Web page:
Featured Research

from universities, journals, and other organizations

Missing Piece Of Plant Clock Found

Date:
March 19, 2009
Source:
University of California - San Diego
Summary:
A newfound molecule links morning and evening components of the plant daily clock, forming a connection long predicted to be an important element of a reliable biological timepiece.

This mustard seedling is stained blue wherever the newly discovered clock protein CHE occurs.
Credit: Jose Pruneda-Paz

Biologists at the University of California, San Diego have identified a key protein that links the morning and evening components of the daily biological clock of plants.

Related Articles


Their discovery, detailed in the March 13 issue of Science, solves a longstanding puzzle about the underlying biochemical mechanisms that control plant clocks and could provide a new way to increase the growth and yield of agricultural crops.

The finding is the first outcome of a larger effort to assemble a complete library of all proteins called transcription factors, which regulate genes, in Arabidopsis, a plant often used as a genetic model.

Scientists previously had identified two primary feedback loops in the plant daily clock – one that detects the onset of light in the morning and another that tracks when light fades in the evening.

"The best way to construct a robust clock would be to connect the loops so that they both communicate that information to each other," said Steve Kay, dean of the Division of Biological Sciences at UC San Diego whose research team made the discovery. "Now a protein we call CHE has provided that link."

CHE, first predicted nearly a decade ago, has proved difficult to find. Multiple backup systems for many important functions in plants, including timekeeping, frustrate efforts to identify the function of an individual molecule or gene.

"In plants there are a lot of redundancies – proteins that do similar things," said Jose Pruneda-Paz, a postdoctoral fellow at UC San Diego and the first author of the study. "In the clock, on top of the redundancies, you have feedback loops that are interconnected. So it's difficult to perturb the system."

Disrupting a protein will fail to reveal its function if the system can compensate for its loss, so the team took a different approach. They sorted through proteins with the ability to bind to DNA, and therefore to regulate genes, and selected candidates mostly likely to be part of a clock: the ones that cycle between abundant and scarce.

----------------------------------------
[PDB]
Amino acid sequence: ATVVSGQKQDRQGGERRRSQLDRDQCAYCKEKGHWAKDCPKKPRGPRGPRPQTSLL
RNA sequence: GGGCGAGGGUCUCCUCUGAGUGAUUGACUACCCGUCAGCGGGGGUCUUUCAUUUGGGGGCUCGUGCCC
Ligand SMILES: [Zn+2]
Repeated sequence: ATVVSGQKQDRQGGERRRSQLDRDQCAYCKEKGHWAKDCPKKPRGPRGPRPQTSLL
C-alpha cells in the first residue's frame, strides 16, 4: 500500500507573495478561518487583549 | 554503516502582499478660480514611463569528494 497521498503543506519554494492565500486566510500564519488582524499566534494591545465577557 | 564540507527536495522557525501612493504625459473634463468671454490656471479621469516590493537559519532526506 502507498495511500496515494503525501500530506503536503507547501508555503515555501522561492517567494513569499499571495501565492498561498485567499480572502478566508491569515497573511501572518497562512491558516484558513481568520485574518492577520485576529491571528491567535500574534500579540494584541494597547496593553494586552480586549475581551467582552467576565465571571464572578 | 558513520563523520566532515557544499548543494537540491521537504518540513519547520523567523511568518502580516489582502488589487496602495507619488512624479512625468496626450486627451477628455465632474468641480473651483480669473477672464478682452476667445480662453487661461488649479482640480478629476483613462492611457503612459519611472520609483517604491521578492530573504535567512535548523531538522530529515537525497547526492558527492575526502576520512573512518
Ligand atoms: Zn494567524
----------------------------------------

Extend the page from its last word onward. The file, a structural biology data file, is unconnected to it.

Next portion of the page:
Of those cyclical proteins, only CHE stuck specifically to the part of plant DNA that controls a critical component of the morning loop. Further experiments demonstrated that CHE also binds to an evening loop protein providing the missing link.

Pruneda-Paz and his co-authors "solve a major puzzle in our understanding of the plant clock," wrote C. Robertson McClung, professor of biology at Dartmouth College, in a commentary on the article that will appear in the same issue of Science.

Evidence increasingly points to the clock as a critical component of functions growth and the timing of flowering. A recent paper published in Nature by a group at the University of Texas, Austin reports that an altered clock contributes to hybrid vigor, suggesting that targeting clock genes may be a way to improve the growth of crops. "It's going to be a way to come up with rational design for increasing yield in the field," Kay said.

Kay expects the growing catalog of transcription factors to be completed by the end of the year with more than 2,000 entries, he said. "This is going to be a significant resource for the plant science community developed here at UC San Diego."